Abstract 3156: Prevalence of Unrecognized and Recognized Myocardial Infarction in Older Individuals with Elevated NT-pro-BNP
Background: Higher BNP is associated with poor prognosis. Underlying mechanisms are not well understood and may carry important treatment implications. We used contrast-enhanced cardiac magnetic resonance (CMR) to examine the pathophysiology leading to increased NT-proBNP in ambulatory older subjects.
Methods & Results: In 616 older subjects (median age 75 yrs, range 68 to 93) from the ICELAND MI substudy of the AGES-Reykjavik Study, clinically recognized or unrecognized myocardial infarctions (MI) were defined according to 1) delayed enhancement on CMR involving the subendocardium in a coronary distribution, and 2) hospital records and/or surveillance records collected since 1968. Both recognized (p<0.001) and unrecognized MI (p=0.005) were significantly related to NT-proBNP levels in linear regression models adjusting for age, sex, diabetes, LVEF, glomerular filtration, and LV mass/BSA. Receiver operator characteristic analysis identified a NT-proBNP value of 235 pg/mL as the cut point that optimally discriminated whether MI was present. MI was more prevalent when BNP was >235 than <235 (37% vs. 12%). A similar relationship held for recognized MI (13% vs. 3%) and unrecognized MI (24% vs. 9%; p<0.001 for all). Even in patients with normal LVEF and no history of (recognized) MI, NT-proBNP levels > 235 pg/mL remained strongly associated with a high prevalence of unrecognized MI (23% vs. 8%, p<0.001). When the analysis was repeated using the 90th percentile as a cut point (698 pg/mL), similar findings were observed.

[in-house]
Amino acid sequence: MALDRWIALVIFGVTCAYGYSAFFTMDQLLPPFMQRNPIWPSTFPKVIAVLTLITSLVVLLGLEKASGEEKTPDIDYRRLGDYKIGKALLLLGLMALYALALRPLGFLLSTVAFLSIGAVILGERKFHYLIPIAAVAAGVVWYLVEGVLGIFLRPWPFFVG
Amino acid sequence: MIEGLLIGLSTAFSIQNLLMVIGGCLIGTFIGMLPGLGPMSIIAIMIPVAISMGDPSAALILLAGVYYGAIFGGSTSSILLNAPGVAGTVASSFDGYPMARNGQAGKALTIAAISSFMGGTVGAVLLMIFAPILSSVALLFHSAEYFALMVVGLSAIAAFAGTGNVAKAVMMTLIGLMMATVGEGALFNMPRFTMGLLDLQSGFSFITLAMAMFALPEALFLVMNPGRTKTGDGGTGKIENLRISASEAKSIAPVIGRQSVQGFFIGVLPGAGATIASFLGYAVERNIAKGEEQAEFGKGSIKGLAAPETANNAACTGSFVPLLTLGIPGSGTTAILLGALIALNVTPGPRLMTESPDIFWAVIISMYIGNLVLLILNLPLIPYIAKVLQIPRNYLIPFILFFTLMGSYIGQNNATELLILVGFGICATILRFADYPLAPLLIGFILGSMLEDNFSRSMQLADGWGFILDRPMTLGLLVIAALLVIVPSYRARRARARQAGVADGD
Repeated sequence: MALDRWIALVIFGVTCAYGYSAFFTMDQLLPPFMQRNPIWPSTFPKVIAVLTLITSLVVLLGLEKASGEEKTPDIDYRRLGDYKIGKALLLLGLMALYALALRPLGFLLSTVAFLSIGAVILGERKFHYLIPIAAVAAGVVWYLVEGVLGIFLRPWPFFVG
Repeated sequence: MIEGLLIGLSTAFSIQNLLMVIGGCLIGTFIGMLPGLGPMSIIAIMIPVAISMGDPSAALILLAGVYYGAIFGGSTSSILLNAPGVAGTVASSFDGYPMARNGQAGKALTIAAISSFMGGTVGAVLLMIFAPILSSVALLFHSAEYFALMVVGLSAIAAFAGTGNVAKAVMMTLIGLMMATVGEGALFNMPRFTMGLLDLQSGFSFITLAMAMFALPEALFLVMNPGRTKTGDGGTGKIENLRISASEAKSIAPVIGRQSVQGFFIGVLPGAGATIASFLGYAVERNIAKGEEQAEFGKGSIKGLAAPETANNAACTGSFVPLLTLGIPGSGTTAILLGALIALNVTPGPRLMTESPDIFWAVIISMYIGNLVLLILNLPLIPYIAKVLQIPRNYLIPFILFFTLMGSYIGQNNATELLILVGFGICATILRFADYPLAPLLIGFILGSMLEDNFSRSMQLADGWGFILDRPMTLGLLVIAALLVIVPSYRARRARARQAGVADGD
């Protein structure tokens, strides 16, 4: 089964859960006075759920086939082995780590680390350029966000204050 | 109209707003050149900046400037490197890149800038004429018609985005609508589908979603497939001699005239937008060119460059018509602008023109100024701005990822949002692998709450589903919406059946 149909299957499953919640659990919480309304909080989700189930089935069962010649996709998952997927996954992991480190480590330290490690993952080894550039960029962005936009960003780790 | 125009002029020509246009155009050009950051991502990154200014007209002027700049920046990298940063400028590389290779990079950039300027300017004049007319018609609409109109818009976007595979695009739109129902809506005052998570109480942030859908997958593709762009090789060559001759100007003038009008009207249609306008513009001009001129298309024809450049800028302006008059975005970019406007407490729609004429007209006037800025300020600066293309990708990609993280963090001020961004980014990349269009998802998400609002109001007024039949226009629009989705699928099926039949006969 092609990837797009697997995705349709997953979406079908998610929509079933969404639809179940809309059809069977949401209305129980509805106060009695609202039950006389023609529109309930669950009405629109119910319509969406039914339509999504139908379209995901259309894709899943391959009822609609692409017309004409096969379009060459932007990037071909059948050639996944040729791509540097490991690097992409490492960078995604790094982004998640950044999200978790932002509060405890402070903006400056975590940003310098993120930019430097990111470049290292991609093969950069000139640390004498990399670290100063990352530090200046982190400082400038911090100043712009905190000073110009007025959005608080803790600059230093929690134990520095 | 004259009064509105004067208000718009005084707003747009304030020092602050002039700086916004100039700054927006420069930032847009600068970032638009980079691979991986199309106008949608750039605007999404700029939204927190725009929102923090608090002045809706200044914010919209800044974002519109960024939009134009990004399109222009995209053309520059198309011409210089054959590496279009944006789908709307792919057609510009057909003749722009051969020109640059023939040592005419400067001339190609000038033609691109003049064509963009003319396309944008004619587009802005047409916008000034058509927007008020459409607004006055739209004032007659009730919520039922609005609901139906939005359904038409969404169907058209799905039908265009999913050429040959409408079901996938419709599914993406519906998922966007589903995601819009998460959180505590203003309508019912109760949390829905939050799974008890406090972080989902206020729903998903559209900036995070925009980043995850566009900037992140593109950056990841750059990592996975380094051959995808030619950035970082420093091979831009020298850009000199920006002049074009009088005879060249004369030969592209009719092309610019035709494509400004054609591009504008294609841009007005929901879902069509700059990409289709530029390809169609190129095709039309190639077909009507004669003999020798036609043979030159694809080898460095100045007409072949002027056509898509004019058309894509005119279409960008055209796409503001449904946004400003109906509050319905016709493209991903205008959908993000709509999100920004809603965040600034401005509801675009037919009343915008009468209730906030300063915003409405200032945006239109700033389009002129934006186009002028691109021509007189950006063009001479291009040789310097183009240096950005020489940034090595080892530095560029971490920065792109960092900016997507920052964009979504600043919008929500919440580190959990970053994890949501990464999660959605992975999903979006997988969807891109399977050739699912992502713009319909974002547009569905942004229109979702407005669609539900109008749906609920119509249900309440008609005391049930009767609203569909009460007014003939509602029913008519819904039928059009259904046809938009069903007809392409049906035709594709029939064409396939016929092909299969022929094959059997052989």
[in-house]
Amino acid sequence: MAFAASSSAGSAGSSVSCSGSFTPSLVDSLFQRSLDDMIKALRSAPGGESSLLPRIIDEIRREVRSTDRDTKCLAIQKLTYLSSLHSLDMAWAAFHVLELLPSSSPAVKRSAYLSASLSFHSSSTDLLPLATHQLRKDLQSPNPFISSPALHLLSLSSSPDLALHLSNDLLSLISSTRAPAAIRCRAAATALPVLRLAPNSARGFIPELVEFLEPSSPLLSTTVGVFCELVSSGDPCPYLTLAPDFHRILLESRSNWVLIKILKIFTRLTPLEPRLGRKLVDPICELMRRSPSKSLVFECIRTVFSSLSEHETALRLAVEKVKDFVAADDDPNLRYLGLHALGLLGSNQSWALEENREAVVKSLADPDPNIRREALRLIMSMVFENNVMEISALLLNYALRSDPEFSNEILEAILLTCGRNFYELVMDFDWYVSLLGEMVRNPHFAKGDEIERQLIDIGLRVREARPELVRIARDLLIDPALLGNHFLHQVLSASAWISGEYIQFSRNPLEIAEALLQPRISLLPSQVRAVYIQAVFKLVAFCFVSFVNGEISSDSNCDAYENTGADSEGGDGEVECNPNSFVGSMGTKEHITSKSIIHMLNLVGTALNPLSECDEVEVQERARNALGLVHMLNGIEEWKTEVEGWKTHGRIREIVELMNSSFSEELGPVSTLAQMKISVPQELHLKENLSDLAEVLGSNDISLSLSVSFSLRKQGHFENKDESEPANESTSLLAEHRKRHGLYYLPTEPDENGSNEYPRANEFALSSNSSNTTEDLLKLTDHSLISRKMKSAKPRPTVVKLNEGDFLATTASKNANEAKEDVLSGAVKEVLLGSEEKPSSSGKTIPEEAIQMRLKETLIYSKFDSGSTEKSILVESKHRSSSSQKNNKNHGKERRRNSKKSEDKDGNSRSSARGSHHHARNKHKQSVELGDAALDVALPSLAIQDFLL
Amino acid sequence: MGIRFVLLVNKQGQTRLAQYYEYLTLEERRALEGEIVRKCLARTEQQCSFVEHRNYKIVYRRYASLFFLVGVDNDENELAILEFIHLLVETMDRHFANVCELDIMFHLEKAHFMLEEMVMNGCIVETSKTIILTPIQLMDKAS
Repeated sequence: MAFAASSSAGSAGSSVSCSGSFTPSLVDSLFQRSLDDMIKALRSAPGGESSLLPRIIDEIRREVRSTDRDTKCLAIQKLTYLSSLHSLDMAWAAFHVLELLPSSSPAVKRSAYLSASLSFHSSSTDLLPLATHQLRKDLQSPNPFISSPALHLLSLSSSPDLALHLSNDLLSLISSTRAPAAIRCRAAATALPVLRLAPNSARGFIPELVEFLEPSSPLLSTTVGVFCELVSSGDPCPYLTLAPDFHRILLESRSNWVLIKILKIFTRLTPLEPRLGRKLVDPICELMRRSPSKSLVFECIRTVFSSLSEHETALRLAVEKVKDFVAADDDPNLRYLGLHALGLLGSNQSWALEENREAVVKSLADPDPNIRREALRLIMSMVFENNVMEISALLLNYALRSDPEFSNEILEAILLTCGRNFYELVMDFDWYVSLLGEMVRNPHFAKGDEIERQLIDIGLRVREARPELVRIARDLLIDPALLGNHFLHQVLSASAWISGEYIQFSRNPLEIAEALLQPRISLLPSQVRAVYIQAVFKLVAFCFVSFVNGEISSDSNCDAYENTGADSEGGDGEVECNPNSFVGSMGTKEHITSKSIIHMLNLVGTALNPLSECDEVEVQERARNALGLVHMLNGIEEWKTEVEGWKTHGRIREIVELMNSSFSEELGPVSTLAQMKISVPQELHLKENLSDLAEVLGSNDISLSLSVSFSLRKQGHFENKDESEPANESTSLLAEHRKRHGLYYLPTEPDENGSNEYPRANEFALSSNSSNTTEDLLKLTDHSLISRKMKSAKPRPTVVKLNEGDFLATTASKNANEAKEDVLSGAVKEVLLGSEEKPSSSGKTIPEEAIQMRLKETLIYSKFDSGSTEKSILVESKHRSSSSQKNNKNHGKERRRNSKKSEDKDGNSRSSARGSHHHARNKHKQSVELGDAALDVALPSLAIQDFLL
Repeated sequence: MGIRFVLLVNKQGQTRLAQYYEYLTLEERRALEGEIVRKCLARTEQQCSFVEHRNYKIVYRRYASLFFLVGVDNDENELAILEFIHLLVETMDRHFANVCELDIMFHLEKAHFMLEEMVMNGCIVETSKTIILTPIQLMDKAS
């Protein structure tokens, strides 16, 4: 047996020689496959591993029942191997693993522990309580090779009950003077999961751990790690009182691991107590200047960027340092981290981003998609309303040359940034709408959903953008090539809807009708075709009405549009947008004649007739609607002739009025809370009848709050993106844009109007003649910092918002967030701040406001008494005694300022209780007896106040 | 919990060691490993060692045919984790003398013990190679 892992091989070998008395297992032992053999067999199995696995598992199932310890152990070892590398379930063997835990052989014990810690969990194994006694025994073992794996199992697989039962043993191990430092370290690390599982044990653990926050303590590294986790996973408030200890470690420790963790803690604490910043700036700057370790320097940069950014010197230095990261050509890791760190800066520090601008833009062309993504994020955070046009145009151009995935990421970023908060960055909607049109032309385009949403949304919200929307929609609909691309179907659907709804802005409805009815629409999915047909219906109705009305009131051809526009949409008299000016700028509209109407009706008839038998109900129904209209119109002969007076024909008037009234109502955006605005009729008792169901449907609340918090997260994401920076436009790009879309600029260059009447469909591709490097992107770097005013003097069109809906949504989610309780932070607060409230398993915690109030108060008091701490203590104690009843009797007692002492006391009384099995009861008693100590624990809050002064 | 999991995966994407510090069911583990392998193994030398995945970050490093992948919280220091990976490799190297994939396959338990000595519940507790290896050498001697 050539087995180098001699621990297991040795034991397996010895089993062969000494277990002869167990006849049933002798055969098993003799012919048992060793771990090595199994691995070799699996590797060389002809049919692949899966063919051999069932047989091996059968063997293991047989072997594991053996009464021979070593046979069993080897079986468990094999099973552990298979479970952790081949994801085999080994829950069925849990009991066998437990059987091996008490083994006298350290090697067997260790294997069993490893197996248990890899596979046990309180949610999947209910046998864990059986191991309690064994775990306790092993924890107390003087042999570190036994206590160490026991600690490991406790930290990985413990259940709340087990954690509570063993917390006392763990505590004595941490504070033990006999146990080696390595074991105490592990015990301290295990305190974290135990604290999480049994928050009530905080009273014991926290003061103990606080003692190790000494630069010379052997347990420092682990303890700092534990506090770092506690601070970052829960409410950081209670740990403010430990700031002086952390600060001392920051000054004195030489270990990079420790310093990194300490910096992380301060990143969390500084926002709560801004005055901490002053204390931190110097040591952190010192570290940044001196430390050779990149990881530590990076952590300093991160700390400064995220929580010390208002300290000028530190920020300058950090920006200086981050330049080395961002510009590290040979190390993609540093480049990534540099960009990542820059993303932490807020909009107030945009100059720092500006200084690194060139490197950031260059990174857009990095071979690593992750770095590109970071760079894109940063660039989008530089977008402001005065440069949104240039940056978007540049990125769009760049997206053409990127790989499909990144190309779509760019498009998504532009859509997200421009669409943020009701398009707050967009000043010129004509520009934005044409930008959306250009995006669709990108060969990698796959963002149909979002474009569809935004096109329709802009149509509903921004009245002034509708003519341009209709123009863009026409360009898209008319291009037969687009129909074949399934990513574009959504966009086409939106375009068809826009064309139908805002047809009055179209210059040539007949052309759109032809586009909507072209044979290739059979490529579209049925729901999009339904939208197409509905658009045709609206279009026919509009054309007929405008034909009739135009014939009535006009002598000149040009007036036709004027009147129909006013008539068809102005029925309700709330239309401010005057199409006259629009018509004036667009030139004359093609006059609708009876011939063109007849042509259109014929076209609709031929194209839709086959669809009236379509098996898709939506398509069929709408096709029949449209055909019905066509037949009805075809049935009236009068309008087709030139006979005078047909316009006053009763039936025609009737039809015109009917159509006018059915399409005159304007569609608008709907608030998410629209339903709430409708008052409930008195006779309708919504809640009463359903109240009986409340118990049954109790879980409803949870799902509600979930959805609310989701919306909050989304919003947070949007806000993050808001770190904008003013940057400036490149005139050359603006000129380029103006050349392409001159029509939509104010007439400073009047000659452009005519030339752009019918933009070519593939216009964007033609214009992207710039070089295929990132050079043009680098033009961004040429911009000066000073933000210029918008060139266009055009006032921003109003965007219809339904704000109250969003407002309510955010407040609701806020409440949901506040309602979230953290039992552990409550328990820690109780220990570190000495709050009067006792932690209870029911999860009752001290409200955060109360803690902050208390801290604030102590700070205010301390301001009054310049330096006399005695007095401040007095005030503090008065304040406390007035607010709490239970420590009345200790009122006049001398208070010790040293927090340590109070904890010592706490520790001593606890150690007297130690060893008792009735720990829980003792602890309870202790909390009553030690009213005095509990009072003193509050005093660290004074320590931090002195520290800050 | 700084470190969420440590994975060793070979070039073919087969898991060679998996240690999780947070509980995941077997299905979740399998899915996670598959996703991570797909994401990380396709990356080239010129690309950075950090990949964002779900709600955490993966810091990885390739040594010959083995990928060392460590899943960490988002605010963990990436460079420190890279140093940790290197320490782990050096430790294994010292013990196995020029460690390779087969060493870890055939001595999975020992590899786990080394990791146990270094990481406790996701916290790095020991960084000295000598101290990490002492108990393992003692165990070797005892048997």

Conclusions: Both recognized and unrecognized myocardial infarction are strongly related to NT-proBNP and are commonly found with elevated NT-proBNP. Careful assessment for MI is warranted in this setting, even if left ventricular systolic function is normal.